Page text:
Scoop politics | 19-09
  • The Kiwi FM Alternative Election Commentary
    Saturday 20 September from 7pm on 102.2 Auckland, 102.1 Wellington, 102.5 Canterbury, or KiwiFM.co.nz...
    Scoop politics | 19-09
  • Beneficiary Bashing unacceptable
    Kay Brereton of the Beneficiary Advocacy Federation of New Zealand says “ the comment made by Bill English yesterday comparing beneficiaries to crack addicts is shocking and incredibly poorly timed.”...
    Scoop politics | 19-09
  • UN Experience Beneficial
    Acclaim Otago representatives have just completed their participation at the UN Convention on the Rights of Persons with Disability examination of the New Zealand government in Geneva, Switzerland. "It was an interesting two days which we believe has...
    Scoop politics | 19-09
  • Changing face of NZ should be reflected in newsrooms
    With Fairfax Media’s Journalism Intern search closing on Sunday, Race Relations Commissioner Dame Susan Devoy is urging aspiring journalists from Maori, Pacific and ethnic communities to apply. The deadline was recently extended to 10pm, Sunday...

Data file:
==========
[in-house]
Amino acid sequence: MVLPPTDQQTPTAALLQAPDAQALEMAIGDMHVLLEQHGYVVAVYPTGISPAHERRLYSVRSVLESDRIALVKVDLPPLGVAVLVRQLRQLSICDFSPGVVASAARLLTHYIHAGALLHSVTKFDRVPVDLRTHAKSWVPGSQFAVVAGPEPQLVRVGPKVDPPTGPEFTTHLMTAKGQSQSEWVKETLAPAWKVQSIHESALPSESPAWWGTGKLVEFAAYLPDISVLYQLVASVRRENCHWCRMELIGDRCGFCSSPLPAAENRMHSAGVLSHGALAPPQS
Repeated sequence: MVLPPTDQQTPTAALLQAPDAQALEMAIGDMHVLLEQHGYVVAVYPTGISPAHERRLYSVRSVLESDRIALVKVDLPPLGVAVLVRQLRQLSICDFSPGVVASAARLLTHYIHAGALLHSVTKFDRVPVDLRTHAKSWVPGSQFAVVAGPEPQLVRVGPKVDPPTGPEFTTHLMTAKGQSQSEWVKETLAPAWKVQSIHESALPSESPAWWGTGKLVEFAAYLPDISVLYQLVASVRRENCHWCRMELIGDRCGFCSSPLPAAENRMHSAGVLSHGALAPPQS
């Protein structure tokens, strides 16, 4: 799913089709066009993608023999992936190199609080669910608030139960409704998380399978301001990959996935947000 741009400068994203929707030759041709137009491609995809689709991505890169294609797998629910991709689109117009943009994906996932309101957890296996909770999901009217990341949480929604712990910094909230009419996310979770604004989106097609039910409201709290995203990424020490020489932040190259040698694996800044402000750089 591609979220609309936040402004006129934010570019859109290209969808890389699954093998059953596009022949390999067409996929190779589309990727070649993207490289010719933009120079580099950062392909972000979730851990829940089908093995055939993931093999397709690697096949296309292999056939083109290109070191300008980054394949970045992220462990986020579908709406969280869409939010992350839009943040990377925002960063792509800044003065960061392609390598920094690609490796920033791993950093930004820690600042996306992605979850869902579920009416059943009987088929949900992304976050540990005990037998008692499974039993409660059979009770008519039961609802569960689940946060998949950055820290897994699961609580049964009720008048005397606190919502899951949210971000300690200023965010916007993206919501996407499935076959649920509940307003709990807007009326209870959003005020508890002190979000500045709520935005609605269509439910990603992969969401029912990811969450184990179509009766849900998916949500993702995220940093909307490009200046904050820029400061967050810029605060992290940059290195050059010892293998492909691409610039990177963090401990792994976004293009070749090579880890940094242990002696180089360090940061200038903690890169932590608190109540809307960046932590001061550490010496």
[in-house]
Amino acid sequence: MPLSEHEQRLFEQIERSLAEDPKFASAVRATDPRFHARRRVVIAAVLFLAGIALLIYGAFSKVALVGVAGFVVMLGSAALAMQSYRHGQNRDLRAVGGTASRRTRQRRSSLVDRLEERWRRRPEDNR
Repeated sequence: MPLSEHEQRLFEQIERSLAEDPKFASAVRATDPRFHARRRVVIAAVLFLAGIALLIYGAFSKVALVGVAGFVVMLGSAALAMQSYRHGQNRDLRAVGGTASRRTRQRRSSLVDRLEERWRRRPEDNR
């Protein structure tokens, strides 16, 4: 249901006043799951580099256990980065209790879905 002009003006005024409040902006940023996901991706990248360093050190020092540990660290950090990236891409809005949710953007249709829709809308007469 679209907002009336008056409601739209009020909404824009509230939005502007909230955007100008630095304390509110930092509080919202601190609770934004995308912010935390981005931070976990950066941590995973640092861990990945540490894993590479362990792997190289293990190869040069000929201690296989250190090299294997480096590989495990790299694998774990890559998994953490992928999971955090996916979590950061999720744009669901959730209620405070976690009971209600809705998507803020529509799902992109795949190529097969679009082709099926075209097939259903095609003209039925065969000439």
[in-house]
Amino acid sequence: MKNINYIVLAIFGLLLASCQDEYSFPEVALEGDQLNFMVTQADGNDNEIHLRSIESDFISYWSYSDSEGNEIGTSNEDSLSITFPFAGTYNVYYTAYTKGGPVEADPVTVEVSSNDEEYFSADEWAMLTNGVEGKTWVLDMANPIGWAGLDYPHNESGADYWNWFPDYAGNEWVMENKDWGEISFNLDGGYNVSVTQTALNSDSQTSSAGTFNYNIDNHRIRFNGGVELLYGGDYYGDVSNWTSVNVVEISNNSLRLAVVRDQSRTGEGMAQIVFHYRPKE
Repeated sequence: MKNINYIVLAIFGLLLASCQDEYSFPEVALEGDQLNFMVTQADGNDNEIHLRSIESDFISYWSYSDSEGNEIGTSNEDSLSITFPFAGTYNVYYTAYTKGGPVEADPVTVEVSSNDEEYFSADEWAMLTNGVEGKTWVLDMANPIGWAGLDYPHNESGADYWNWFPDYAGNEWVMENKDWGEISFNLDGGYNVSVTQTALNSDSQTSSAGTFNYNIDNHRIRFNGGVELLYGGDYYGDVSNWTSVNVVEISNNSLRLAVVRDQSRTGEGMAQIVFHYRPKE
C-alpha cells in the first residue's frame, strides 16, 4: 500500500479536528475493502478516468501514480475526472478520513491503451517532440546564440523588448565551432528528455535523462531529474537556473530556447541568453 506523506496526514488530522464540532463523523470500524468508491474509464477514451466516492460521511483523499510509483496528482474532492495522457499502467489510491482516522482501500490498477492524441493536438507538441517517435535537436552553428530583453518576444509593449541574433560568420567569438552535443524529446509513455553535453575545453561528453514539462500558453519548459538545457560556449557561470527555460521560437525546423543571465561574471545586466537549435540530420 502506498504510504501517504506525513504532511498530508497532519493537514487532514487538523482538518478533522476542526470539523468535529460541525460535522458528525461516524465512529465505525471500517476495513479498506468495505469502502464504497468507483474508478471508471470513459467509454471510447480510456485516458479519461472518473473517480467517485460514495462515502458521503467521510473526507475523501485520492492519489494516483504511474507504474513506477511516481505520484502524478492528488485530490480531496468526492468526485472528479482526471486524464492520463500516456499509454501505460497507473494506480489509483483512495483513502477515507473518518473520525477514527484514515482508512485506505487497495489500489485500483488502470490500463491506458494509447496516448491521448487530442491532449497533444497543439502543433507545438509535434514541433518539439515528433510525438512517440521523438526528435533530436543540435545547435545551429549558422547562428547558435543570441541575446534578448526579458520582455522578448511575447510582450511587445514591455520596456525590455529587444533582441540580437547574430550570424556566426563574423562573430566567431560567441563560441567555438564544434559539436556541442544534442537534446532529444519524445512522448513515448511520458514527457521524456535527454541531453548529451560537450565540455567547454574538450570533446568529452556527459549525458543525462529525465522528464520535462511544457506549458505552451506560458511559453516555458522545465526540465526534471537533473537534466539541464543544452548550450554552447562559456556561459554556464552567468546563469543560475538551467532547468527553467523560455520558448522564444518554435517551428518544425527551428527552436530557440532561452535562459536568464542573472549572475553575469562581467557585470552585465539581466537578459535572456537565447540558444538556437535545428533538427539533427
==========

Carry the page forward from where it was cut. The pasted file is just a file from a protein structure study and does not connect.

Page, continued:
Scoop politics | 19-09
  • SPCA expresses concern over toxin in waterways
    Ric Odom CEO of Royal NZ SPCA has expressed concern over the toxic poison 1080 entering waterways, but DoC, Council’s and Ministry of Health have colluded to make it legal....
    Scoop politics | 19-09
  • NZ 2014 Election Index – 13-18 September
    Below is iSentia’s final weekly Election Index, covering the period 13-18 September and showing the relative amount of coverage of nine Party Leaders in the lead up to the National Election across news media and social media. The methodology used...
    Scoop politics | 19-09
  • Epsom Candidate (Adam Holland) More Liberal Than ACT
    For the past four years I, like 500,000 other New Zealanders, have been illegally smoking cannabis for medicinal purposes and/or even just for the occasional laugh with friends on the weekend. We don't hurt anybody, we don't cause nuisance, we...
    Scoop politics | 19-09
  • Left Coalition Will Save Dolphins
    A left coalition would safeguard both Māui and Hector’s dolphins, as well as revive our inshore ecosystems. Labour, Internet Mana and the Green Party all have strong policies in place for dolphin protection. The Maori Party, and to a certain...